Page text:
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WORKERS will never forgive the government if Britain crashes out of the EU without a trade deal, trade unions said today.
Firms and their staff, in sectors ranging from automotive to food and drink, have long called for a post-Brexit deal to protect trade.
And unions fear that the uncertainty created by a no-deal Brexit will lead companies to scrap investment plans and send work overseas.
GMB union’s European officer Kathleen Walker Shaw said that the impact of no-deal Brexit on British jobs and businesses was “unthinkable.”
“Those who voted to leave didn’t vote for less security and worse pay, terms and conditions,” she said.
“The oven-ready deal now feels distinctly half-baked. The Prime Minister needs to deliver a deal that doesn’t result in a race to the bottom.
“Working people will never forgive this government if we crash out of the EU without a deal because ministers want to reserve their right to attack workplace rights.”
Unite national officer Steve Bush noted that the automotive sector employs 823,000 workers, relying on 1,100 lorries per day to deliver the parts needed to build vehicles.
“It cannot function if there is chaos at our ports,” he said.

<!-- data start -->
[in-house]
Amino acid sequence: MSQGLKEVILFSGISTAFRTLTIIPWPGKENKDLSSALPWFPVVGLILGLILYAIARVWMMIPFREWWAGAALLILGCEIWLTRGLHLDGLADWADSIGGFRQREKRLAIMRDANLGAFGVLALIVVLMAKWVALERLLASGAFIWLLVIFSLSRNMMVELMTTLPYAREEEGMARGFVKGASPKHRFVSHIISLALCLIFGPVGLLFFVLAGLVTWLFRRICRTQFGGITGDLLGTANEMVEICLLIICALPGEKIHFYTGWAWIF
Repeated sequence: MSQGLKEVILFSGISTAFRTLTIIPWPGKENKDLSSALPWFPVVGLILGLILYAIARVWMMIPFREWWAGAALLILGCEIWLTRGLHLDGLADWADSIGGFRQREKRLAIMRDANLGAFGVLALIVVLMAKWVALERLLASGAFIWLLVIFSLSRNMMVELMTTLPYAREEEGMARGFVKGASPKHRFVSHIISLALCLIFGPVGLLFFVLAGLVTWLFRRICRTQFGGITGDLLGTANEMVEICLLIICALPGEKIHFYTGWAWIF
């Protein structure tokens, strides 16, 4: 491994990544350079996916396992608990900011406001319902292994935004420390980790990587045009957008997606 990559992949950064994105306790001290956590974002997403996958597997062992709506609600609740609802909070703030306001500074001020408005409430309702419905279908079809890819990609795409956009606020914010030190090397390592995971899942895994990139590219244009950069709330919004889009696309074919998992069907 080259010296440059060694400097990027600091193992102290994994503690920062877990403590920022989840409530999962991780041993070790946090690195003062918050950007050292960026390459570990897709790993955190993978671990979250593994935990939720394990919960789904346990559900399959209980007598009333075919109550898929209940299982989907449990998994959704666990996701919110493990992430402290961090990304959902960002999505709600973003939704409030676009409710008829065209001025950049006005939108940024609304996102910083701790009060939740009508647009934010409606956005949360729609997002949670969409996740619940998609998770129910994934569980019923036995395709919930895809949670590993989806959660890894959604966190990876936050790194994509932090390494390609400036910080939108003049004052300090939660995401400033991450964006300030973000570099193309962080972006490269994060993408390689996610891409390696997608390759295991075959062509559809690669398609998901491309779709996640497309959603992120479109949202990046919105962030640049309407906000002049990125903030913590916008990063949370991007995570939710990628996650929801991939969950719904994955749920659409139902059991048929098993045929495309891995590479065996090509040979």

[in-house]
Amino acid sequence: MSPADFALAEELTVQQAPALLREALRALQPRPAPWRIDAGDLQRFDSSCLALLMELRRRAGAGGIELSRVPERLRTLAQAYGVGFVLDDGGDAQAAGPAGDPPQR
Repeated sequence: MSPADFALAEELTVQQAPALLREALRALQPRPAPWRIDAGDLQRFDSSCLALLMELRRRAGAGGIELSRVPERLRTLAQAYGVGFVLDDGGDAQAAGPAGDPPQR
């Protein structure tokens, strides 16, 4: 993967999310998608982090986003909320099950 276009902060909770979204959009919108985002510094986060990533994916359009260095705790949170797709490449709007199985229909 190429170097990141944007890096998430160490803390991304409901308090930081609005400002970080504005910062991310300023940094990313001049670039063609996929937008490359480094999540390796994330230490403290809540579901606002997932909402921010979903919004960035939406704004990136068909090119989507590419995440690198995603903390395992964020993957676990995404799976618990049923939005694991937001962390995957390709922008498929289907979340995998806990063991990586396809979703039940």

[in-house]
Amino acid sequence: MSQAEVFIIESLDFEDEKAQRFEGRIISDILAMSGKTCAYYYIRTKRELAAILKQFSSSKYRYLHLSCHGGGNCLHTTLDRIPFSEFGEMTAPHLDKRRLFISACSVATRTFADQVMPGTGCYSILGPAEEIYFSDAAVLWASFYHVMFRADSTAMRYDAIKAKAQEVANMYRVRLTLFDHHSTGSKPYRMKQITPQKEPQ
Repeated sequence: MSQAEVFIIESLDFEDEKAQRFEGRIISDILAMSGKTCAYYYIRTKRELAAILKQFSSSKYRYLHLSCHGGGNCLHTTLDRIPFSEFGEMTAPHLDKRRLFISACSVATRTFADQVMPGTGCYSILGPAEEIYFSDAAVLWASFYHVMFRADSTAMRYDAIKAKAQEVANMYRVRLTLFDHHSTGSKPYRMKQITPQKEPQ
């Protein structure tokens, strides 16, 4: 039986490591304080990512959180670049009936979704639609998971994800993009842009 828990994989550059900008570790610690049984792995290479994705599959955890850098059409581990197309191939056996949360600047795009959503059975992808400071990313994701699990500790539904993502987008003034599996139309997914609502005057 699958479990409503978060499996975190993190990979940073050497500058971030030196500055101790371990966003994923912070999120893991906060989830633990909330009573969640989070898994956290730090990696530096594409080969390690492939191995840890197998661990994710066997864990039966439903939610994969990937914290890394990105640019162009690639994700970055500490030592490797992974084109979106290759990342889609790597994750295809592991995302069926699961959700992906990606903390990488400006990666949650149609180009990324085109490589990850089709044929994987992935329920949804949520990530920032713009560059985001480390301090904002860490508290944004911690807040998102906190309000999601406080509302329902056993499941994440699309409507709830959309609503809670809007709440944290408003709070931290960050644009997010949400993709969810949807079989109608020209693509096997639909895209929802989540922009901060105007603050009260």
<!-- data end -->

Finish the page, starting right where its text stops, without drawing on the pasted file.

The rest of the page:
“The government has to get a deal, one that keeps trade as friction-free and smooth as possible. It must not turn its back on UK automaking.”
The World Travel & Tourism Council said that hundreds of thousands of jobs in the UK and across Europe were at risk under no-deal.
Prospect union general secretary Mike Clancy said: “With the UK aviation industry on its knees because of the pandemic, it would be reckless to fail to strike an agreement that allows basic continuity of service with the EU.
“We simply cannot risk our fragile economic recovery and tens of thousands of jobs because of the relentless pursuit of a narrow view of sovereignty.”
Paul Everitt, head of aerospace trade group ADS, warned that “no-deal is the worst possible outcome for UK industry.”
They sounded the alarm after PM Boris Johnson’s admission that a no-deal Brexit is now “very, very likely” following talks with European Commission president Ursula von der Leyen.
The leaders have agreed to make a decision on the future of the negotiations by the end of the weekend.
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